Equal but different


My 18-month-old daughter, Marin, was involved in a tug-of-war over a toy with a little friend a few months older. The boy gave my daughter a small shove and won possession of the coveted toy, and Marin promptly burst into noisy sobs. The other mother hurried over. Handing the toy back to Marin, she scolded her son. “Don’t push Marin-chan like that. You have to be gentle with little girls!”

Actually, my daughter is no shrinking violet. With two older siblings, she is more than capable of standing up for herself. But she already knows that it doesn’t hurt to turn on the tears when she wants to get her own way.

Over the last few decades, Japanese women have made inroads into many previously male-dominated fields and their status has improved considerably. Girls no longer have to wait for dinner while their brothers are served the choicest morsels first. In fact, according to recent surveys, if Japanese parents were to have just one child, more than half would prefer to have a girl.

Yet the idea that girls and boys are to be treated differently still persists — equal but different. From early on, parents think nothing of saying to a little boy: “Stop that crying! You’re a boy, aren’t you?” Similarly, a little girl whose behavior is less than decorous may be admonished to “act like a little lady.”

The mass media also helps to promote this idea of “equal but different.” When my oldest child was a toddler, I subscribed to a popular Japanese children’s magazine. Every month, they had a regular feature called “On the go,” with a little boy sitting on a toy bulldozer or in a mini police car. In another section of the magazine was “Let’s play Mama,” which always showed a little girl brushing her teddy bear’s “teeth” or putting shoes on a doll.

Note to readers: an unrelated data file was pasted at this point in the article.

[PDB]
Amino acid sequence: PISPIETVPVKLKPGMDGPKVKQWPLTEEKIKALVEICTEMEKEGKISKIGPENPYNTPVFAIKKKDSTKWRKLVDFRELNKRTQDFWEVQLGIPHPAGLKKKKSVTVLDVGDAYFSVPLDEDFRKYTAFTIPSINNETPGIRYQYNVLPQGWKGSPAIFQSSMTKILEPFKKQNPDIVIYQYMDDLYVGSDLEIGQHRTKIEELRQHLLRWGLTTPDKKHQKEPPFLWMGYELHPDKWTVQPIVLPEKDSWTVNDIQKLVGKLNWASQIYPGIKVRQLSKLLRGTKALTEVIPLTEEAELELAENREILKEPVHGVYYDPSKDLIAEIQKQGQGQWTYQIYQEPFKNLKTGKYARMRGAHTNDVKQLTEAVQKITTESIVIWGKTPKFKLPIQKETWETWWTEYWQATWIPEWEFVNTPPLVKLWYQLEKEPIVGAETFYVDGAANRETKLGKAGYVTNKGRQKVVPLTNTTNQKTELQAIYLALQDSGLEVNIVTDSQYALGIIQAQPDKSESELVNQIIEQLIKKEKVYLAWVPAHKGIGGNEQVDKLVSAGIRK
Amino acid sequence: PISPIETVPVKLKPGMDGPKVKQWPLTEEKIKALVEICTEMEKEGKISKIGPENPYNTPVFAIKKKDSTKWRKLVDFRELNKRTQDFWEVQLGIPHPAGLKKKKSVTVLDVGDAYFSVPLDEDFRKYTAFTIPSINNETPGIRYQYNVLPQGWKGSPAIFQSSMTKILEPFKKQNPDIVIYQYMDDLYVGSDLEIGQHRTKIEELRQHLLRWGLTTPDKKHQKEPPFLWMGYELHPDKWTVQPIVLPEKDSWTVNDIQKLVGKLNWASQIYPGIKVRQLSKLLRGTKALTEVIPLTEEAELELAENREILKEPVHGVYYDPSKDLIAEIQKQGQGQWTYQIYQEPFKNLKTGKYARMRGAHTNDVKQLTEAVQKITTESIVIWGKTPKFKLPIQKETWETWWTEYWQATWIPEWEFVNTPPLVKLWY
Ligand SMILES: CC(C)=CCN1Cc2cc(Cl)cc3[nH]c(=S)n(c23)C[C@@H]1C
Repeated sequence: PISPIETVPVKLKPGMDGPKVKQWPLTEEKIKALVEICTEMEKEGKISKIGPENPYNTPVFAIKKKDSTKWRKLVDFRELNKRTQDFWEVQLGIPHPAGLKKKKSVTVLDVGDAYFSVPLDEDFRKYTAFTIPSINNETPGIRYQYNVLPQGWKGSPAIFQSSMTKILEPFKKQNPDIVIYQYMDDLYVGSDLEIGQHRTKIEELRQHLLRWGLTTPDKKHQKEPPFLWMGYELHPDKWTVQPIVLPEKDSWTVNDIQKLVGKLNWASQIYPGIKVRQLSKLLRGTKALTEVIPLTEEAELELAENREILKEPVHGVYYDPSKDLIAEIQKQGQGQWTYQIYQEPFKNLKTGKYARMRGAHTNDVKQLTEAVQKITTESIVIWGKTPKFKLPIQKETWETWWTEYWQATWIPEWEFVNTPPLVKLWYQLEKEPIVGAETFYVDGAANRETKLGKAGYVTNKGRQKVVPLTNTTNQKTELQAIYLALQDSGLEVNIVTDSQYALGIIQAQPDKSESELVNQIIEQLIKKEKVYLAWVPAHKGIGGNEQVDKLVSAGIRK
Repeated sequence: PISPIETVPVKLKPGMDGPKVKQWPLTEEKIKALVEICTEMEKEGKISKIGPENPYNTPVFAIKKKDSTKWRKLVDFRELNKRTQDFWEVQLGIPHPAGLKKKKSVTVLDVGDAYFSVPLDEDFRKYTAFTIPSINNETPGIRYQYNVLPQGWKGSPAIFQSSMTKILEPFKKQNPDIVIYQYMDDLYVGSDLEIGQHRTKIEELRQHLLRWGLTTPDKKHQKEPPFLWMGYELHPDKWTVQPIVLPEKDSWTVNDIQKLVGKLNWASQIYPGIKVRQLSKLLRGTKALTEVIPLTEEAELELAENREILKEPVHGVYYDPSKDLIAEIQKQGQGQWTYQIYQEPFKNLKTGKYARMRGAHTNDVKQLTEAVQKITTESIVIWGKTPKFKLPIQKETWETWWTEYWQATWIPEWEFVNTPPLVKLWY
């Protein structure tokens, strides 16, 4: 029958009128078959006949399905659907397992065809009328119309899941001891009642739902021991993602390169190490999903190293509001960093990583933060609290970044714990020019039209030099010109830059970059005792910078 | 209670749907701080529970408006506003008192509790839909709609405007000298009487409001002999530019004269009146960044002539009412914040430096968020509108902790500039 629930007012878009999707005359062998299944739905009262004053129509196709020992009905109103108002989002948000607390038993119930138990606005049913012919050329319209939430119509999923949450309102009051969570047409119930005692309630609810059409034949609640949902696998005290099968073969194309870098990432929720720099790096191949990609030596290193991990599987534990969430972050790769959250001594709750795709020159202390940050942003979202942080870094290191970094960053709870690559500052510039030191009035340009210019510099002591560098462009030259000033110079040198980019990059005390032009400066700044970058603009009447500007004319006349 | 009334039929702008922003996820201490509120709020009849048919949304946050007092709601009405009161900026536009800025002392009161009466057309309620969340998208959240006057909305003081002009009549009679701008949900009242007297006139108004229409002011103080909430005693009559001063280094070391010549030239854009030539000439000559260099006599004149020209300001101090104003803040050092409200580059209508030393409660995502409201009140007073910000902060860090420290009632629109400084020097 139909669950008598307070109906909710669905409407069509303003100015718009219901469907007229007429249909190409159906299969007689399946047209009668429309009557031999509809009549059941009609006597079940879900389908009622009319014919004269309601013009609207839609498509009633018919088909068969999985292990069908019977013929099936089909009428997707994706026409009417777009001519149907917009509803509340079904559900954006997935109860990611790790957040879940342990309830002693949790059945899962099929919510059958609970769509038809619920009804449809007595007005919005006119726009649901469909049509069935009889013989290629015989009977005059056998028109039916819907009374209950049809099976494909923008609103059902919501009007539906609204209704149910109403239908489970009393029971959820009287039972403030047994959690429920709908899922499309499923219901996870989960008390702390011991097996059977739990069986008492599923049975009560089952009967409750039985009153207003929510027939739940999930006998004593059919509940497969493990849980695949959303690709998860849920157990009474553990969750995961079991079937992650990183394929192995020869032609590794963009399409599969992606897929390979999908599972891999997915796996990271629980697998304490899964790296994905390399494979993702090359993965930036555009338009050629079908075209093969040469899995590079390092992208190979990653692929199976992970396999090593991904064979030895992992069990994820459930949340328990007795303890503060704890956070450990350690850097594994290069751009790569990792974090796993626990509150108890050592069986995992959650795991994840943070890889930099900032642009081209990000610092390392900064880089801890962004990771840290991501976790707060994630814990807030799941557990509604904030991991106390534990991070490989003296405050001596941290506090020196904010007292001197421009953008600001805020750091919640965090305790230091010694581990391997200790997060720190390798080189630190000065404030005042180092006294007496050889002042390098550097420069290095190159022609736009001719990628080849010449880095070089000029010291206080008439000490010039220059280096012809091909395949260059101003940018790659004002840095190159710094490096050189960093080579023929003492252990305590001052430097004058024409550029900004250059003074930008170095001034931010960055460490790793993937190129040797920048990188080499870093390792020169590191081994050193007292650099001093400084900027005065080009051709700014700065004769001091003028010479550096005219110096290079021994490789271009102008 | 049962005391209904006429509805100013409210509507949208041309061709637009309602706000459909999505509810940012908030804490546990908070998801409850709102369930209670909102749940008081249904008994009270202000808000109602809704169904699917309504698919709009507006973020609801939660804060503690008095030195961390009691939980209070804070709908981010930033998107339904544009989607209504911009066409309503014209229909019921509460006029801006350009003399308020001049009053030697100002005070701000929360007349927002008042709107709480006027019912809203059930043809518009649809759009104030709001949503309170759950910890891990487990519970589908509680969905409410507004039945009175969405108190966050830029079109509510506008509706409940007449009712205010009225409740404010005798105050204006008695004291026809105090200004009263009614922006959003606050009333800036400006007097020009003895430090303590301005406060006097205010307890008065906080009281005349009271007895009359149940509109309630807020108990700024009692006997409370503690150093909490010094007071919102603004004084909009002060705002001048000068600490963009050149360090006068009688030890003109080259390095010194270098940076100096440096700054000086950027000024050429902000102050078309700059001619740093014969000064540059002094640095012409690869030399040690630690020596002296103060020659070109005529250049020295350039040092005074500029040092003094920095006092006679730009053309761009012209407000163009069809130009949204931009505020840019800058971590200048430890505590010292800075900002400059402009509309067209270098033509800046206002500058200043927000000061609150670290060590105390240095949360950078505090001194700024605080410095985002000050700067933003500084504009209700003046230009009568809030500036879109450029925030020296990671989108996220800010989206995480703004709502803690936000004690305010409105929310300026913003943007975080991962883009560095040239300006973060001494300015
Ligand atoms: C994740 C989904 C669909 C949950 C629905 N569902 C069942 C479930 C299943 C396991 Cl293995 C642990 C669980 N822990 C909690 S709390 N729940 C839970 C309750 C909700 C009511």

Such blatant gender stereotyping would doubtless be frowned upon in the West, but in Japan the view seems to be that there is nothing inherently wrong with it.

When I became a mother, I provided my son with dolls and a toy kitchen set, and encouraged his younger sister to play with trains and building sets. However, despite my best intentions, once the children were old enough to notice that certain toys were for “boys” and others were for “girls,” they naturally gravitated to the same playthings as their peers.

Similarly, the differences in language used by Japanese men and women show up at a young age. In early childhood, little girls and boys alike tend to use the sweet generic “baby speak” used by their largely female caregivers. But as they grow older and enter the wider society of kindergarten or day-care, little boys begin to copy the rougher speech patterns of older boys and men, while little girls imitate the women around them.

My son, Tsuyoshi, was born overseas and didn’t know any Japanese until he was 4. On entering Japanese kindergarten, at first most of his friends were little girls, so his Japanese tended to sound feminine. But toward the end of his fifth year, I noticed a marked difference as he mimicked the speech of other little boys. Now a second-grader, Tsuyoshi’s rough-and-ready language blends perfectly with that of his peers.

In contrast, his 4-year-old sister, Reina, has developed a style of speech that, quite frankly, is almost too cloying and syrupy at times. Whether she is describing a friend’s new dress, a baby animal or Hello Kitty, Reina can trill “Ka-wa-iiiiii!!” in perfect imitation of the ubiquitous female tarento on TV. When my children converse in English, however, I perceive no such differences in their style of talking.

Reina has to wear shorts or trousers for day-care, a sensible and practical choice. However, on the weekend she loves to wear “round and round” dresses that flare out when she twirls in them. While her older brother is still content to throw on whatever clothes I put out for him, choosing her daily outfit can be an agonizingly long process for Reina.

But once we’re at the local park, both kids head for the sandbox. It’ll take some extra washing, as always, to get the stains off the back of Reina’s favorite dresses. But I find it oddly reassuring that my decidedly feminine daughter can still make sticky, black mud pies with her brother.